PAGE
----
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Liberal Leader Justin Trudeau talks to media at Rideau Hall in Ottawa, Wednesday, Sept.11, 2019. Trudeau has emerged from Rideau Hall after visiting the Governor General and asking her to dissolve Parliament to begin the formal federal election campaign.

Sean Kilpatrick/The Canadian Press

Letters to the Editor should be exclusive to The Globe and Mail. Include your name, address and daytime phone number. Try to keep letters to fewer than 150 words. Letters may be edited for length and clarity. To submit a letter by e-mail, click here: letters@globeandmail.com

Taking issue

Re The Federal Campaign Shapes Up To Be A Culture War (Sept. 11): There actually is one dominant issue for this election, and it doesn’t care about culture, values and who thinks like you. It’s the climate crisis, and it should be the most important issue for Canada, the world and all living creatures.

We need leaders who are putting the climate crisis at the top of their agendas – each and every day. We need leaders who can make the tough decisions on climate policies – not the popular decisions. We need leaders who are looking to the future – not to the next election.

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We need these leaders now.

Leanne Crosby Markham, Ont.


Anyone running for federal public office should be ready to answer two key questions facing everyone on the planet: How are we going to manage the effects of climate change? And what is the jobs plan for the inevitable economic impact of robotics and artificial intelligence?

Both issues are not theoretical problems, but clear and present dangers. Wasting time on a “culture war” is to gamble with our collective future.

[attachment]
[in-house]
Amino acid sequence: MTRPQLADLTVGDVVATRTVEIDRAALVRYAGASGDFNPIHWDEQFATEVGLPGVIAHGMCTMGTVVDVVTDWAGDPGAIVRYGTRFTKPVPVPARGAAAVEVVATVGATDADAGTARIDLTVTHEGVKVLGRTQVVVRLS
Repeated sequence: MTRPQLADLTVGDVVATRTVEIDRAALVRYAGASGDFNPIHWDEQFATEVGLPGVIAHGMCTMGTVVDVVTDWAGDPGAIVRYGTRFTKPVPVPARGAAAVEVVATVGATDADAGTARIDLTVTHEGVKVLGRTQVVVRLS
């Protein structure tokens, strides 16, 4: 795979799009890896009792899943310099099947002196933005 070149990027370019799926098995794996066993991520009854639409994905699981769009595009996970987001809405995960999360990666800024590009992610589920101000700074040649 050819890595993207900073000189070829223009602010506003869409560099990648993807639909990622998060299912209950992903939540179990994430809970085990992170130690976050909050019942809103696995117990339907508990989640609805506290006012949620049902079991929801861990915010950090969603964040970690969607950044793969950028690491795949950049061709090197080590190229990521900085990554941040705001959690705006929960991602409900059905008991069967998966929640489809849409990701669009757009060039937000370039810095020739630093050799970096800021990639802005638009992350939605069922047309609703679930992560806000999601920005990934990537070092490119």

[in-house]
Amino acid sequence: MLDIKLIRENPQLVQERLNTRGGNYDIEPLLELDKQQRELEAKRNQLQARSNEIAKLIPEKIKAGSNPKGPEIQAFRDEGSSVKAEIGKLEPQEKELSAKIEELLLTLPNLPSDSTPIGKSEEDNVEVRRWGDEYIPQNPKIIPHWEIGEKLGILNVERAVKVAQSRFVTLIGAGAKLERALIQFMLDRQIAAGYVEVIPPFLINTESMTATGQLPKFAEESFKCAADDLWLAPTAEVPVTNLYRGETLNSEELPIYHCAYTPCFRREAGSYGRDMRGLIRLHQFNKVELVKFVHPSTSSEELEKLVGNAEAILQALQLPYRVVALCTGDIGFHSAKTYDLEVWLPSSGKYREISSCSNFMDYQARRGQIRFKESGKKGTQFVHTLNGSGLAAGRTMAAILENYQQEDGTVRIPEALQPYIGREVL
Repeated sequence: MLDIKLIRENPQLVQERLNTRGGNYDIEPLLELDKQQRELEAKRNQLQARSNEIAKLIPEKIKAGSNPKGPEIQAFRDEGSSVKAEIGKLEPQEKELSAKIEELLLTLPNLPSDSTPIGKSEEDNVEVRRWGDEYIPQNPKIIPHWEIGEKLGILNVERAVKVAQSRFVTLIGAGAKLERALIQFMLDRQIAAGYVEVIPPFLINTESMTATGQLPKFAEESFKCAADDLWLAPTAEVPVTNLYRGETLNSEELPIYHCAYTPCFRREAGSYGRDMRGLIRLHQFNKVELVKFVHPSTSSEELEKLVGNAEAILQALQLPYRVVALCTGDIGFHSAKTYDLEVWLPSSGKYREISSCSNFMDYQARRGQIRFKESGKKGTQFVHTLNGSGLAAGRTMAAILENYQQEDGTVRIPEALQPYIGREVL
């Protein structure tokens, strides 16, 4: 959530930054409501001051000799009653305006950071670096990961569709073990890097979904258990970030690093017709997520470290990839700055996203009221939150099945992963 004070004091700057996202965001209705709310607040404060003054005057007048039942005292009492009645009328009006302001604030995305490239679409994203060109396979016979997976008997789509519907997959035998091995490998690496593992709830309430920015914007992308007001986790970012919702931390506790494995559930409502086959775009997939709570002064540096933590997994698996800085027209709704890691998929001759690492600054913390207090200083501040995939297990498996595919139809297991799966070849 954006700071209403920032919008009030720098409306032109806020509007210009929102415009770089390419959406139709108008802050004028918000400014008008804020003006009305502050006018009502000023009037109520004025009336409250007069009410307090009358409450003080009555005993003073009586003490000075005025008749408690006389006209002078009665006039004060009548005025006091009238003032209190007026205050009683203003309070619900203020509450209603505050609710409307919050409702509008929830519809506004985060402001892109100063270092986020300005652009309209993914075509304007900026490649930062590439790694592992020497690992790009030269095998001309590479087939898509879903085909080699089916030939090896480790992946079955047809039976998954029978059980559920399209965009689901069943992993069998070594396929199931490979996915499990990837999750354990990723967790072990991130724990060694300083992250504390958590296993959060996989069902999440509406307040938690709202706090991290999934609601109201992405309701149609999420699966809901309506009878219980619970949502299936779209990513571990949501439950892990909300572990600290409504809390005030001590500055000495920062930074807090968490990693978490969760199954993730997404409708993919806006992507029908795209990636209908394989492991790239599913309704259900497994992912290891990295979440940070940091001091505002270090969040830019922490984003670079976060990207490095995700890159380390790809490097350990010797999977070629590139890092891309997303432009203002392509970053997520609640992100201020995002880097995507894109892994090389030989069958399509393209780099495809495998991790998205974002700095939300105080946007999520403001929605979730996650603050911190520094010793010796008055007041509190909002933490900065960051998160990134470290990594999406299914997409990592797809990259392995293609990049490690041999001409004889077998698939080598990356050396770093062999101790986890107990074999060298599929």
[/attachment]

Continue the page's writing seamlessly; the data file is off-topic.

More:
Paul Benedetti Hamilton

It’s getting hot in here

Re Let’s Tone Down The Climate Rhetoric (Sept. 11): It’s no wonder that some of us are getting a little hot under the collar. After all, the climate crisis threatens nothing less than our survival.

You can see how quickly a species’ numbers can plummet. This year, a little more than 600,000 sockeye salmon returned to the Fraser River in British Columbia this year; the forecast from Fisheries and Oceans Canada was nearly 4.8 million.

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Our forests are also being decimated: An average of 2.5 million hectares are burned every year in Canada. In B.C., pine beetles, which thrive in warmer conditions, have spread over 18 million hectares and, as of 2012, killed roughly half of the province’s merchantable pines.

We are also seeing an economic disaster unfold for many companies and communities. Even more important, we should remember that human beings are not immune to the same biological forces as fish and trees. Thousands of people are unaccounted for in the Bahamas, in the wake of Hurricane Dorian’s destruction.